This weekend I was pouring a little half-and-half into my cup of coffee (no, not Folgers) when I noticed something extremely disturbing: the creamer was 34 days beyond the expiration date printed on the carton top.
Yes, 34 days. I know.
Of course, the first thought that immediately crossed my mind was: You idiot!
Considering that I was on my third cup of the day, the next thought that popped into my head was: Maybe I should call 9-1-1.
Once I regained my composure, I realized that this was the same “expired” half-and-half I had been pouring into my coffee for over a month without any repercussions.
In fact, upon further reflection, my first two cups of coffee that morning tasted absolutely delicious. I certainly noticed no sign of curdling when I poured the half-and-half into my coffee either.
Even so, I still wasn’t convinced my creamer was good.
So I opened the carton back up and took a sniff; the half-and-half still smelled fresh.
Then I took a taste; it tasted almost as fresh as the day I bought it on, um, well … let me take an action item and get back to you on that.
So what’s going on here? I always figured most companies probably built a little safety margin into their expiration dates to protect dummies like me — but 34 days?
It made me wonder just how many people are wasting their hard-earned money tossing out perfectly good food because they take expiration dates at face value.
An Expiration Date Primer
According to StillTasty, a website food-storage guide, not all expiration dates in the US are created equally.
It turns out that the only products that should always be eaten before the date on a label are the ones with an “Expires on” mark. Otherwise, it becomes a judgment call.
For example, perishables have “Sell by” dates that only indicate how long a store can keep a particular product on the shelf. StillTasty notes that even if you buy ground beef on the “Sell by” expiration date, you can safely store it in a refrigerator for up to two days.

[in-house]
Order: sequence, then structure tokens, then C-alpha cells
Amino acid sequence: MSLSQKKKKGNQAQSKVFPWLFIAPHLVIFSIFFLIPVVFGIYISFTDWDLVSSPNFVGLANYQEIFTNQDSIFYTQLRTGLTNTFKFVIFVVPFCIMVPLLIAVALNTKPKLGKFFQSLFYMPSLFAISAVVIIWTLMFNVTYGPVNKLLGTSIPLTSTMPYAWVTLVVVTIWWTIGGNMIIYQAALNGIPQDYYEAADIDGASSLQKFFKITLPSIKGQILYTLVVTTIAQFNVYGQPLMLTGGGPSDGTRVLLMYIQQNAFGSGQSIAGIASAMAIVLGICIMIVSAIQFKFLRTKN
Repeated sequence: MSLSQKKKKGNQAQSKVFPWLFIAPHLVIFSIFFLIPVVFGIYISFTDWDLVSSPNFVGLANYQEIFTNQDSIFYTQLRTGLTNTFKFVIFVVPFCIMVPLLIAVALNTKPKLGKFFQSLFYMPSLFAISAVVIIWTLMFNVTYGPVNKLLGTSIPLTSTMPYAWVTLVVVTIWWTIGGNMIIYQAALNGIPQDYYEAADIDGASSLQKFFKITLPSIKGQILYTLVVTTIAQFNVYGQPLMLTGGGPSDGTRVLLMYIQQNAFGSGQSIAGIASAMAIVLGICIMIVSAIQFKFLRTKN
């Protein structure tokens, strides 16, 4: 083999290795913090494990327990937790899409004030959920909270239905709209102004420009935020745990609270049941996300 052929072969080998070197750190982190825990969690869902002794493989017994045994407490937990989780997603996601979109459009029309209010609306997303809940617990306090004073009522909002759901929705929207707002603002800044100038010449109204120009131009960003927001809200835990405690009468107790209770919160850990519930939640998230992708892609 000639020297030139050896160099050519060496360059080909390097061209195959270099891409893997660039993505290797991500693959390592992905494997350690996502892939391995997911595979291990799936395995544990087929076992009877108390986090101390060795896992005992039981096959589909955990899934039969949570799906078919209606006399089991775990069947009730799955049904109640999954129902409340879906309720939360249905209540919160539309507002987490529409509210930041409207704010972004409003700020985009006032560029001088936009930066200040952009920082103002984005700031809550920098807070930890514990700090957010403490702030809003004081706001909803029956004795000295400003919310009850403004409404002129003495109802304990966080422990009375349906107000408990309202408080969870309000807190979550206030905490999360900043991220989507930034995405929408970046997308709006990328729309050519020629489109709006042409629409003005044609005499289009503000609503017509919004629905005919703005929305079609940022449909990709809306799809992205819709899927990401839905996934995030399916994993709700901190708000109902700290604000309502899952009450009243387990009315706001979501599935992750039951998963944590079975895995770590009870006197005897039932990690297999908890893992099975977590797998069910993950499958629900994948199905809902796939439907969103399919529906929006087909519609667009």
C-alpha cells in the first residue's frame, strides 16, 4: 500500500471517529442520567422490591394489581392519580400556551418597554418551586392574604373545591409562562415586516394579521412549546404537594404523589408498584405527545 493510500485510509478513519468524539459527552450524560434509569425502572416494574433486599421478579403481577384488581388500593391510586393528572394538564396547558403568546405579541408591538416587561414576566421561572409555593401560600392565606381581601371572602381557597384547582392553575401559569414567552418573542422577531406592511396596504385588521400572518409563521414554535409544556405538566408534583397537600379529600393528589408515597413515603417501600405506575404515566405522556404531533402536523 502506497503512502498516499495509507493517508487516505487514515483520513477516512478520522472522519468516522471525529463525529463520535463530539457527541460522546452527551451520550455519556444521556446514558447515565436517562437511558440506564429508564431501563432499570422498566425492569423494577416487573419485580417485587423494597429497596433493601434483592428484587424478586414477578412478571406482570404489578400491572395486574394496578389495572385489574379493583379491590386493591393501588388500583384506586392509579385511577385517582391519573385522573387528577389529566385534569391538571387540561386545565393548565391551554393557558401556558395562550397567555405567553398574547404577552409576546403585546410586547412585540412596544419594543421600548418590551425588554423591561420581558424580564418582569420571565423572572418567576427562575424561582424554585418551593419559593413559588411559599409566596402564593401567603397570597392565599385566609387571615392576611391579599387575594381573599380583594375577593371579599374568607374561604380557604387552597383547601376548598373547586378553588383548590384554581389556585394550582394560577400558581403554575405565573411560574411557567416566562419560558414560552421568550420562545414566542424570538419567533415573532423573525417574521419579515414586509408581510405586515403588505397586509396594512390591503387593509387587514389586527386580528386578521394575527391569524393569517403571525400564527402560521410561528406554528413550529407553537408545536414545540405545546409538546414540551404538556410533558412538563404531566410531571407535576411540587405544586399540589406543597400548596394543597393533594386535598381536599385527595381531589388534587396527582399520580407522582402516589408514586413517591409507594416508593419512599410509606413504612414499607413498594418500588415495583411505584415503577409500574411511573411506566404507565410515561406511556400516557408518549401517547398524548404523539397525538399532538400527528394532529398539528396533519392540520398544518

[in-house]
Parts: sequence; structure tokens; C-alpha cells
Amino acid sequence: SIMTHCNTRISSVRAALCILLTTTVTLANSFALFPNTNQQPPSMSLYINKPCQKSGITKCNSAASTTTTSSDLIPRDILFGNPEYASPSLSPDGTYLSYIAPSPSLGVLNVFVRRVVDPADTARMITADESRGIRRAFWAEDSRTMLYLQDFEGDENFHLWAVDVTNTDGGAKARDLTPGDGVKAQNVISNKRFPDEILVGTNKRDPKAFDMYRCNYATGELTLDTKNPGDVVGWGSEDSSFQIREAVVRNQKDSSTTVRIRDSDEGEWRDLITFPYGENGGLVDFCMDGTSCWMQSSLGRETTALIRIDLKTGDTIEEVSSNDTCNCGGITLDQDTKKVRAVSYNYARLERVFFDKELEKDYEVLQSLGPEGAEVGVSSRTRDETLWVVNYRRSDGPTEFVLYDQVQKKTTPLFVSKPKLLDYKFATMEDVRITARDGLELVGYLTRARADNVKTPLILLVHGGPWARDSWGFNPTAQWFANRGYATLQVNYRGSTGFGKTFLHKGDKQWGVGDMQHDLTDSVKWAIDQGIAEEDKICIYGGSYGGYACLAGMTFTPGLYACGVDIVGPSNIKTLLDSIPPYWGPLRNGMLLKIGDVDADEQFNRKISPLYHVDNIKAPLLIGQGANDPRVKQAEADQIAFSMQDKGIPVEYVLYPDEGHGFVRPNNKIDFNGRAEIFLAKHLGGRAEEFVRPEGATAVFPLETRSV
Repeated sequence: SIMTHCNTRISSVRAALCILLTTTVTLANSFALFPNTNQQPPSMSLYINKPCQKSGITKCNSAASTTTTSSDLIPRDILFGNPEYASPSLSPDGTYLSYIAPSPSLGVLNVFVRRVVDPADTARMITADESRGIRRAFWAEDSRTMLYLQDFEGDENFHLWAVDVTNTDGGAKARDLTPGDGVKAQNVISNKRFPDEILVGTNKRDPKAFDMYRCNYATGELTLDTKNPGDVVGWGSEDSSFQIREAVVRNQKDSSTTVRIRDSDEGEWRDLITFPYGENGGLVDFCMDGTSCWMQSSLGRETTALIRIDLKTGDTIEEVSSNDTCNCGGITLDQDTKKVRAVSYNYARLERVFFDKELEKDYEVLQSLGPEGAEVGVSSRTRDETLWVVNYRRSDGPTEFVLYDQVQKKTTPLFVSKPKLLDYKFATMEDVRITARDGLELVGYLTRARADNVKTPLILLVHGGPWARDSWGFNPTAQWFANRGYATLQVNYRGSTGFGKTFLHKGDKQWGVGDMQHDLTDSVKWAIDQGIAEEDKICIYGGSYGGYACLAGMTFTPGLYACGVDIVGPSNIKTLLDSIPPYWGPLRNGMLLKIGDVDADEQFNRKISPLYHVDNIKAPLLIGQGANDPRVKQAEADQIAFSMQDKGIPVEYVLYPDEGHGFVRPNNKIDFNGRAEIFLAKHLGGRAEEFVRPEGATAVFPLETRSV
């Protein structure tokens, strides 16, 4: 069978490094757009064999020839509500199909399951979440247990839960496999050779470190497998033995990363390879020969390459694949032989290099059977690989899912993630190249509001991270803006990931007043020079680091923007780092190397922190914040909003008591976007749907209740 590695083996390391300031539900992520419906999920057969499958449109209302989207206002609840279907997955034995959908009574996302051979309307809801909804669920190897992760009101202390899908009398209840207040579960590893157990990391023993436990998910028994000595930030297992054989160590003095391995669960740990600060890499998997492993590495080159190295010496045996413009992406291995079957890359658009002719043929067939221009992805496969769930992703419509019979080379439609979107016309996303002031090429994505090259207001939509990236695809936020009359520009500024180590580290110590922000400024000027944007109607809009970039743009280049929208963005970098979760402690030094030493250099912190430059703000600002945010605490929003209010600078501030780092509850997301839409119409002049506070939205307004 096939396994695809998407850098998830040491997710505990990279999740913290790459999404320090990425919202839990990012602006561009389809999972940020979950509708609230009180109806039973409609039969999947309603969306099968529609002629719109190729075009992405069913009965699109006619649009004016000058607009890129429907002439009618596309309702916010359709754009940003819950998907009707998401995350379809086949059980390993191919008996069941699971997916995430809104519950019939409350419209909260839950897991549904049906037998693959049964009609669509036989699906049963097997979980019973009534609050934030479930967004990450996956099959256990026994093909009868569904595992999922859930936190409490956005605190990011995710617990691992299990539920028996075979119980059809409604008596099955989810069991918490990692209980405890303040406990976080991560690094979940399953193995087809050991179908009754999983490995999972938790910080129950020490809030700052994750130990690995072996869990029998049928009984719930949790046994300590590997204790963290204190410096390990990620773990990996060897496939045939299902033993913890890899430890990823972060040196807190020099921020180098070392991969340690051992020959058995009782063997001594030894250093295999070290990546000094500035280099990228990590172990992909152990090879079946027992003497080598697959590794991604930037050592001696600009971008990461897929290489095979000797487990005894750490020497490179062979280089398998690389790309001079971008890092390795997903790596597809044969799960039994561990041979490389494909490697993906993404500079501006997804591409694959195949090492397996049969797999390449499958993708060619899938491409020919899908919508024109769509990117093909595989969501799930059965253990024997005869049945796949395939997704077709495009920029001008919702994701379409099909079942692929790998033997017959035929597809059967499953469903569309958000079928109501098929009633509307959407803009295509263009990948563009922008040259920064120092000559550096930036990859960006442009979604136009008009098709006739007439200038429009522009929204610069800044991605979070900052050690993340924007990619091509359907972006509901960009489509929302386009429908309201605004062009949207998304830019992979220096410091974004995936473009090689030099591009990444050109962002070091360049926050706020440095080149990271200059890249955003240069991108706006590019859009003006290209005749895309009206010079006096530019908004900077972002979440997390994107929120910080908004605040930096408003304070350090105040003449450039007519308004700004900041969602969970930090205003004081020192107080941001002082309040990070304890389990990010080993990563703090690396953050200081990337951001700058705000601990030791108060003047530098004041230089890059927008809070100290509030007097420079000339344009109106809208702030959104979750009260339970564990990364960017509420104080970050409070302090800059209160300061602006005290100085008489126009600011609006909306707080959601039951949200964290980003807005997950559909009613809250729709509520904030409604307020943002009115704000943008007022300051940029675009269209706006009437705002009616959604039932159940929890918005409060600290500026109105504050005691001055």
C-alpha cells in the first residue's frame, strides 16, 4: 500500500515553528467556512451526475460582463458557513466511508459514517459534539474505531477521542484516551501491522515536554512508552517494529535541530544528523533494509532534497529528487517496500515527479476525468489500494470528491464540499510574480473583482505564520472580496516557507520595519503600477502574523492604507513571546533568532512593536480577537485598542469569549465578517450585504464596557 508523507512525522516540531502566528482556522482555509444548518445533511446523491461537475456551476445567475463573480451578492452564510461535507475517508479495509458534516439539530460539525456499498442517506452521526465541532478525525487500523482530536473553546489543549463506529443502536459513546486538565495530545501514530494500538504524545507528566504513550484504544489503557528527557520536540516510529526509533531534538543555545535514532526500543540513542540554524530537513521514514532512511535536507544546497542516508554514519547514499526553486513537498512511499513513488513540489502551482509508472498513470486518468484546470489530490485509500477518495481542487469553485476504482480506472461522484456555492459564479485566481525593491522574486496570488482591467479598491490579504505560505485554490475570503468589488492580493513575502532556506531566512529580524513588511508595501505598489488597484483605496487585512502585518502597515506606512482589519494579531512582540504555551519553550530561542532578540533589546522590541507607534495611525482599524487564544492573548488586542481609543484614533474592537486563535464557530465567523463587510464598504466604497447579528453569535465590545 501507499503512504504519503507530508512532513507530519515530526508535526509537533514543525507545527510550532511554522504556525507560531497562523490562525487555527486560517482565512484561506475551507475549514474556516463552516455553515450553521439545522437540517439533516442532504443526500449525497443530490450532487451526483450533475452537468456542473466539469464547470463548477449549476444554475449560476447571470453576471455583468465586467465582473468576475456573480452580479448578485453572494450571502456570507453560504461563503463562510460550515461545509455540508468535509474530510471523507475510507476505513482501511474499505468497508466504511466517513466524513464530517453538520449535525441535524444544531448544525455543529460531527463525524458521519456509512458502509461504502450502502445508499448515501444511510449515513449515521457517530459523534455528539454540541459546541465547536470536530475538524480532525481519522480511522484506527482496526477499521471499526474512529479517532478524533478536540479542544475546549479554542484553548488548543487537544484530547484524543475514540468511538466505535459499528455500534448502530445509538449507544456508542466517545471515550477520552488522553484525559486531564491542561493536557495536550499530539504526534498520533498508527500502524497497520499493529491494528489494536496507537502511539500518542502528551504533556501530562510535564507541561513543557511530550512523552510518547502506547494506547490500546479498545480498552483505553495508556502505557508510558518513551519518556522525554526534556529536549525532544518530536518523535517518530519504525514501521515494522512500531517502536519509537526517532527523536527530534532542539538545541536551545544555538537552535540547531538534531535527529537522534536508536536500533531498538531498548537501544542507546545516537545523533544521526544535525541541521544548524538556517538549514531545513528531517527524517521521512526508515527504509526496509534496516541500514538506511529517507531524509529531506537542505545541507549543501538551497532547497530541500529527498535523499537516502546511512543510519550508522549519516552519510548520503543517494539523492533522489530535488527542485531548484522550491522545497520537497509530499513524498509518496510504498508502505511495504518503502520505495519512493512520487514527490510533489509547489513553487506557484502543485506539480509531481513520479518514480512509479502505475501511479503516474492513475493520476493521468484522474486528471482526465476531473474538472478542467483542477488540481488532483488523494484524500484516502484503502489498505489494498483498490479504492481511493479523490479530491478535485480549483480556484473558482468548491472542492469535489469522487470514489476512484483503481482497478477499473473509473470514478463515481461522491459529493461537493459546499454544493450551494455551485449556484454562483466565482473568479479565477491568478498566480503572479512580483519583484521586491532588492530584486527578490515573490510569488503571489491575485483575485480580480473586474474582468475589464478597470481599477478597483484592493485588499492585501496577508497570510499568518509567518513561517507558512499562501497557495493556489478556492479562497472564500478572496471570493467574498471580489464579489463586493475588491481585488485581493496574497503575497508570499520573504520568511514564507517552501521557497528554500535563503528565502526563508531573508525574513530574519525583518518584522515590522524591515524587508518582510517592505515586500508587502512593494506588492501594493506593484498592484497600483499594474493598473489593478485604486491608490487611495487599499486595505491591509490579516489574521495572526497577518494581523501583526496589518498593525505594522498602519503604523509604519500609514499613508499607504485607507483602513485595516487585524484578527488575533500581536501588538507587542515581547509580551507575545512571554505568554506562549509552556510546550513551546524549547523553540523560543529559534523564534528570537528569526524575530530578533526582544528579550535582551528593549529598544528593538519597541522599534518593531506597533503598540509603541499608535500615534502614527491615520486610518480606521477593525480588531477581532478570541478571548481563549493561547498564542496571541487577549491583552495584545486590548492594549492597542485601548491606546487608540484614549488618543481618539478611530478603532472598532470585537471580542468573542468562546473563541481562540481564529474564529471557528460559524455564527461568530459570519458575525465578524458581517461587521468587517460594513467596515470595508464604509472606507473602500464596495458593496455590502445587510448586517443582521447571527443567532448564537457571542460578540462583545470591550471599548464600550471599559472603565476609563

Properly-stored pasteurized milk typically lasts five to seven days after the date on the carton. Even better, if the product is ultra-pasteurized, it can last much longer than that; a quick check of the label verified that’s why my half-and-half lasted as long as it did.
Then there are “Use by,” “Best if used by,” “Best by,” and “Best before” dates, which are not safety dates at all. Instead, they are quality dates US manufacturers voluntarily provide for shelf-stable items such as ketchup and mustard to indicate when consumers may begin to notice otherwise harmless changes in flavor, color or texture.
Some products, like canned fruits and vegetables can survive long past their listed dates; in fact, most will last as long as five years with no loss of flavor or nutritional value if properly stored — and 20 years or longer with only some degradation. I can personally vouch for this; I occasionally sample my emergency food stores. Last year I opened a 10 year-old can of ravioli and consumed the contents with no gastrointestinal repercussions whatsoever; yes, the color of the tomato sauce was a bit darker than normal, but the ravioli tasted perfectly fine.
That being said, there are some exceptions. For example, items like canned pineapple and peaches do have shorter lifespans because their acidity tends to compromise the cans over time; so make sure they are stored in glass jars.
Others, like diet cola begin degrade relatively quickly if they’re still on the shelf beyond their recommended expiration date.
Some products can last almost indefinitely under the right conditions. These so-called “sturdy staples” include honey, rice, hard liquor, maple syrup, distilled white vinegar, cornstarch, salt, sugar, and non-artificial pure vanilla extract.
Of course, fresh conventional and organic fruits and vegetables have no expiration dates at all. But there are tricks you can use to extend their shelf life. For example, StillTasty recommends storing bananas at room temperature until they become ripe, and then putting them in the refrigerator to extend their shelf life. Just don’t panic when you notice the refrigerated banana skins turning black; the fruit will remain unaffected.
I love homegrown tomatoes. They’ll reach their maximum flavor and juiciness if you keep them out of the refrigerator until they are fully ripened. And StillTasty notes that you can then extend their shelf life an additional few days by placing them in a plastic bag and refrigerating them.
The Bottom Line
Ultimately, there are many factors that determine how long products will remain fresh and safe to eat including location and storage temperature — colder storage temps and dry locations usually prolong product freshness.
Remember: most product expiration dates are only meant to be guidelines. So next time, instead of taking those expiration dates literally, let your senses be your guide. You may just avoid throwing away perfectly good food — and save a little money too.
Photo Credit: Ashley Davidson